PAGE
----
The network that is overlay produces a distributed community among multiple Docker daemon hosts.
This community sits in addition to (overlays) the host-specific companies, permitting containers attached to it (including swarm service containers) to communicate firmly. Docker transparently handles routing of every packet to and through the correct Docker daemon host and also the destination container that is correct.
Whenever you initialize a swarm or join a Docker host to a current swarm, two new companies are made on that Docker host:
- an overlay system called ingress , which handles control and information traffic related to swarm solutions. It to a user-defined overlay network, it connects to the ingress network by default when you create a swarm service and do not connect.
- a docker_gwbridge , which links the specific Docker daemon to one other daemons taking part in the swarm.
It is possible to produce user-defined overlay companies docker that is using make , just as that one may produce user-defined connection systems. Services or containers may be linked to multiple system at the same time. Services or containers can only just communicate across sites they’re each linked to.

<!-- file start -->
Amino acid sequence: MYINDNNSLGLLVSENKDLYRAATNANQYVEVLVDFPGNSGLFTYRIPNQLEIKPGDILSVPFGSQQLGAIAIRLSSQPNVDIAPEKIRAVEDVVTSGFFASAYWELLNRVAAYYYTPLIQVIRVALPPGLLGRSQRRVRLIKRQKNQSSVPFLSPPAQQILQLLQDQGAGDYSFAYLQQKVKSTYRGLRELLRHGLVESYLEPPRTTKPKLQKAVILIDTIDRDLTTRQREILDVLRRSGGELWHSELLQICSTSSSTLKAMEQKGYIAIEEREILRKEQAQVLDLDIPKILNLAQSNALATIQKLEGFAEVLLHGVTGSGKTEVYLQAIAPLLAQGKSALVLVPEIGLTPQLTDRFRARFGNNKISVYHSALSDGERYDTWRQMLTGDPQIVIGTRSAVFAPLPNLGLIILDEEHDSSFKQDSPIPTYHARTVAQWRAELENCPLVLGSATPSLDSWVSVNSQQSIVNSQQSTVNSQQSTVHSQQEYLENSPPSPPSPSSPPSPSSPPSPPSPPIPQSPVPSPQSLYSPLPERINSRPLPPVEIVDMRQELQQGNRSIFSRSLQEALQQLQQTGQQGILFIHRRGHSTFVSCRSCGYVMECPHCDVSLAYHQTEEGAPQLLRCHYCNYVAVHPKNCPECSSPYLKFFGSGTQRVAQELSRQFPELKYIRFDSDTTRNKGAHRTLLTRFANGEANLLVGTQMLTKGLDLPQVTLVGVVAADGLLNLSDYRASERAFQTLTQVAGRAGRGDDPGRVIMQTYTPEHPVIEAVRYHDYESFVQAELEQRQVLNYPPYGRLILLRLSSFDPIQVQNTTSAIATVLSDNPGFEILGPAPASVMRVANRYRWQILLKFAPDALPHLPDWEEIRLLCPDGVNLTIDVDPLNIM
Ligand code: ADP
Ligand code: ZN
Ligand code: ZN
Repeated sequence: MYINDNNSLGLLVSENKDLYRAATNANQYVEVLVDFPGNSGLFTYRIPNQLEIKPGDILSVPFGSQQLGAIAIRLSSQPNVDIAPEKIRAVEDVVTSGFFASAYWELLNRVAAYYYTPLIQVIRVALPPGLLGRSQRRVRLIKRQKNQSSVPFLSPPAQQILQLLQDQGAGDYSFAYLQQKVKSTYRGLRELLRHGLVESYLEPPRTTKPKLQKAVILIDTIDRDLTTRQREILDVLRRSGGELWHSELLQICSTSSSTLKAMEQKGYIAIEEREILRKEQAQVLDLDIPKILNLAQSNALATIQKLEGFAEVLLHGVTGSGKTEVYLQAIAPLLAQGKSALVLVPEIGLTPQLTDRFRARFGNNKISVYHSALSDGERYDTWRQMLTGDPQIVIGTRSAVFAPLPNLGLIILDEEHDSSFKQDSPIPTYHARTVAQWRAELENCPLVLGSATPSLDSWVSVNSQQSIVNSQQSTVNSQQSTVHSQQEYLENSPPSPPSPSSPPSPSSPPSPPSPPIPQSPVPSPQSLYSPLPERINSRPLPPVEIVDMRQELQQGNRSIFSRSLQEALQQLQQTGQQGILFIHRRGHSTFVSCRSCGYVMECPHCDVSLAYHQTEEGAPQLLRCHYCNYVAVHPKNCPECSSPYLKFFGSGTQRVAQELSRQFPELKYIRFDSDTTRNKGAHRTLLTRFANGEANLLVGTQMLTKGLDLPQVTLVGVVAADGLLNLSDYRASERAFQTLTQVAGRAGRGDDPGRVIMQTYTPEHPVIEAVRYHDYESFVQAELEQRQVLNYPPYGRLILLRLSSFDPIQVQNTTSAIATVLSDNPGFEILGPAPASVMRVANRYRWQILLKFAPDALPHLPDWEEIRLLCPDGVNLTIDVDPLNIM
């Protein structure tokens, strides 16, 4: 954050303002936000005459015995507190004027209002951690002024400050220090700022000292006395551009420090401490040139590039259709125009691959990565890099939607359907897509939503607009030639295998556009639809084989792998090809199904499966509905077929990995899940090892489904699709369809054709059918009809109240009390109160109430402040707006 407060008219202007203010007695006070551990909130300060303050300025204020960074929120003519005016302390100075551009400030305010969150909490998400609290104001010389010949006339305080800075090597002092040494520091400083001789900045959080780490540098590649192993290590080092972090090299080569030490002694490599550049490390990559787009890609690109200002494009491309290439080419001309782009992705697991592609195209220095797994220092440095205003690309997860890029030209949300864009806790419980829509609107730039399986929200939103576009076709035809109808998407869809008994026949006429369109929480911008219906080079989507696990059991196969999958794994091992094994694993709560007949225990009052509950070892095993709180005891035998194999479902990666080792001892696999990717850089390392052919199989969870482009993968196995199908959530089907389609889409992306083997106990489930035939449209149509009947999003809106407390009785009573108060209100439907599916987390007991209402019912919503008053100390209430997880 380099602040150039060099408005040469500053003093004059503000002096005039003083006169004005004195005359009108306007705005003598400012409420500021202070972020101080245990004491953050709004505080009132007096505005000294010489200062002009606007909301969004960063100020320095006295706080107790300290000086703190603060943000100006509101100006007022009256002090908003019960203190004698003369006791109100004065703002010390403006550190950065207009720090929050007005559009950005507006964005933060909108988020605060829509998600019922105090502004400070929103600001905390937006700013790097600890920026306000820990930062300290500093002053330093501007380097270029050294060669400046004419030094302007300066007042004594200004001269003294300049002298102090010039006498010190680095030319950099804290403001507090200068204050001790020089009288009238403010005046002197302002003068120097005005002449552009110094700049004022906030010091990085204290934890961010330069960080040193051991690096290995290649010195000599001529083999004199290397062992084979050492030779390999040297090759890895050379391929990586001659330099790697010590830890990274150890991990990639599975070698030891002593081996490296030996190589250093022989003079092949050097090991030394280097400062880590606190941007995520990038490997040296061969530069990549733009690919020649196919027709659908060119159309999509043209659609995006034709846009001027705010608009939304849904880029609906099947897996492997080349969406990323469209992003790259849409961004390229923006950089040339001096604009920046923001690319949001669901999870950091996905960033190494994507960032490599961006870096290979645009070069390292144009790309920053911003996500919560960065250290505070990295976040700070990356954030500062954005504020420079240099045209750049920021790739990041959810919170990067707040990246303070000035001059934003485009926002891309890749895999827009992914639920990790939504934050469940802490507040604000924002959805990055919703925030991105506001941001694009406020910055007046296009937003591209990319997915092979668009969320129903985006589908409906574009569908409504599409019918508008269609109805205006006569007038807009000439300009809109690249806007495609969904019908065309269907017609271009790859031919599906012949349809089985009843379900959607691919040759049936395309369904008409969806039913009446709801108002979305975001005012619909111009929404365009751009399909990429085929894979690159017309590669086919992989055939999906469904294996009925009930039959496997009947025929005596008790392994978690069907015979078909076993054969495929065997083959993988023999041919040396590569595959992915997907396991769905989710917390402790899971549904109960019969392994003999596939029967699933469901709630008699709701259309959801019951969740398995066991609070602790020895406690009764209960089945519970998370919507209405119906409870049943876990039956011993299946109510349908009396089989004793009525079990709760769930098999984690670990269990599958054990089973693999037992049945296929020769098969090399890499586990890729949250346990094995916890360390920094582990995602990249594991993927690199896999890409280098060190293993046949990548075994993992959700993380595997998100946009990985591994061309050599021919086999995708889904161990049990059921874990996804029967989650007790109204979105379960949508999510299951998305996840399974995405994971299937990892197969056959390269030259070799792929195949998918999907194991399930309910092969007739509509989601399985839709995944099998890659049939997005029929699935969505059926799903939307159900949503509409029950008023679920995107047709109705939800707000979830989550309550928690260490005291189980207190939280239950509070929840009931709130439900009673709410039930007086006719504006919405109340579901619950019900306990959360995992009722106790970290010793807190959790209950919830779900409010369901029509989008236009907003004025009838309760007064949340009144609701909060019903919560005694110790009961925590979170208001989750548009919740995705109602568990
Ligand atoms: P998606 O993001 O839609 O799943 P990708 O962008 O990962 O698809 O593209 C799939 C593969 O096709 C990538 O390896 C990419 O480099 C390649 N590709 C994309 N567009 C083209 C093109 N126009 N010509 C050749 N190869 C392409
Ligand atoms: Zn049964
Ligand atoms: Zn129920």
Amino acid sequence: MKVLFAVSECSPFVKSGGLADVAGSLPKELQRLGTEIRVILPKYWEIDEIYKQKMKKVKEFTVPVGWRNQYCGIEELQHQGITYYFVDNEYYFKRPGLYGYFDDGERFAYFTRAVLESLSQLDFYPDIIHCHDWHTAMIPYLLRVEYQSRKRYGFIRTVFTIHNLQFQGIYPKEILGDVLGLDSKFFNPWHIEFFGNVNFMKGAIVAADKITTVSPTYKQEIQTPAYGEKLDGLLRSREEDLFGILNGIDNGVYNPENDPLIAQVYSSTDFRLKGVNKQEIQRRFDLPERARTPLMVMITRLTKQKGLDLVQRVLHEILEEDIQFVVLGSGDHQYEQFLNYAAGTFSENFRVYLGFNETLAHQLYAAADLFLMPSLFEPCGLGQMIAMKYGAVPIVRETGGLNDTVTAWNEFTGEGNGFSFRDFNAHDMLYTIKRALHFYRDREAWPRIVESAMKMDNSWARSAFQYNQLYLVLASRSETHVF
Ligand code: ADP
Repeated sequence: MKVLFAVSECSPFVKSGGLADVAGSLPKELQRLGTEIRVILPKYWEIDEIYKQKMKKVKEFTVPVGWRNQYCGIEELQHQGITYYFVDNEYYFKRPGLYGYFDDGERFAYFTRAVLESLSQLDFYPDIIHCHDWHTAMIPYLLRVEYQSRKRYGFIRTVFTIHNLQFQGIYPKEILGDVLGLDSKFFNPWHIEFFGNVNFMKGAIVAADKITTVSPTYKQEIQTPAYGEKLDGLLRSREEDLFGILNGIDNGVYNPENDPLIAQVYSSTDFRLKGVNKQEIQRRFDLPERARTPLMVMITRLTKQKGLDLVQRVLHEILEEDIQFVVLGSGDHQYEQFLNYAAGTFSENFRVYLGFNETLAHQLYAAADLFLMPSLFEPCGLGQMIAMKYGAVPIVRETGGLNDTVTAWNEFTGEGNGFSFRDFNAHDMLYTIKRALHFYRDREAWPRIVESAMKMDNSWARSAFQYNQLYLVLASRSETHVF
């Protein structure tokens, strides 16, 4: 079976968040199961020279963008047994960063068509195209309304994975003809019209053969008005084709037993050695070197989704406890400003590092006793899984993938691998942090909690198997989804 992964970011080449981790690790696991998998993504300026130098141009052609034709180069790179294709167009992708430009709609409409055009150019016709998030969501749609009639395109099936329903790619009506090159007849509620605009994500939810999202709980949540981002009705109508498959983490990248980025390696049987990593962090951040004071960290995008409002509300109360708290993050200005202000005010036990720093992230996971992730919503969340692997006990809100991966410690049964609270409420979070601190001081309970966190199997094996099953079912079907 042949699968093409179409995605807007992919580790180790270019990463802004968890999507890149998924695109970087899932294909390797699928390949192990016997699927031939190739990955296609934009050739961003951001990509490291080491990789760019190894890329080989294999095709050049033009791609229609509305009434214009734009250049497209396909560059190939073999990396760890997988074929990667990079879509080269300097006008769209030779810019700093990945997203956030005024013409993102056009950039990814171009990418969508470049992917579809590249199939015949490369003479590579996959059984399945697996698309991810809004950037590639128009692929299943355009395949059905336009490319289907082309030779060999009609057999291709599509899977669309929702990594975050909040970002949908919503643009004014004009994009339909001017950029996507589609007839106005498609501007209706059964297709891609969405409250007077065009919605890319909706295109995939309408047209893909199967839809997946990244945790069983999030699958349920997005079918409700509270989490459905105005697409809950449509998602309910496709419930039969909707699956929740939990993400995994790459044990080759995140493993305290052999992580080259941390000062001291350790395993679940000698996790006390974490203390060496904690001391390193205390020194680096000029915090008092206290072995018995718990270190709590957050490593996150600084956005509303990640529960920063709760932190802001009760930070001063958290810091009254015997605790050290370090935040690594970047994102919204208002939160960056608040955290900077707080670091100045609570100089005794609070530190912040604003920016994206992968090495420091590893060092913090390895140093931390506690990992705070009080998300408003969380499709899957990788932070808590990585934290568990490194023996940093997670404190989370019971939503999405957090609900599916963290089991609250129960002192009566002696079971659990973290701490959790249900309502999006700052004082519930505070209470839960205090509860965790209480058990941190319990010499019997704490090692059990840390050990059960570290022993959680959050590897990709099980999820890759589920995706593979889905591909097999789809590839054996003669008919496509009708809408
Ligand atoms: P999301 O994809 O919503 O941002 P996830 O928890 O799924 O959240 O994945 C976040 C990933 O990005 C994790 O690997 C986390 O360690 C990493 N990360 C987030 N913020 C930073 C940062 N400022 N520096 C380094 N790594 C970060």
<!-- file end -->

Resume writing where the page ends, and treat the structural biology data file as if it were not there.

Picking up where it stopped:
Even though you can link both swarm services and standalone containers to an overlay community, the standard habits and setup issues will vary. The rest of this topic is divided into operations that apply to all overlay networks, those that apply to swarm service networks, and those that apply to overlay networks used by standalone containers for that reason.
Operations for several networks that are overlay
Create a network that is overlay
Firewall rules for Docker daemons utilizing overlay companies
You may need listed here ports available to visitors to and from each Docker host participating for a network that is overlay
- TCP slot 2377 for group administration communications
- TCP and UDP slot 7946 for interaction among nodes
- UDP slot 4789 for overlay community traffic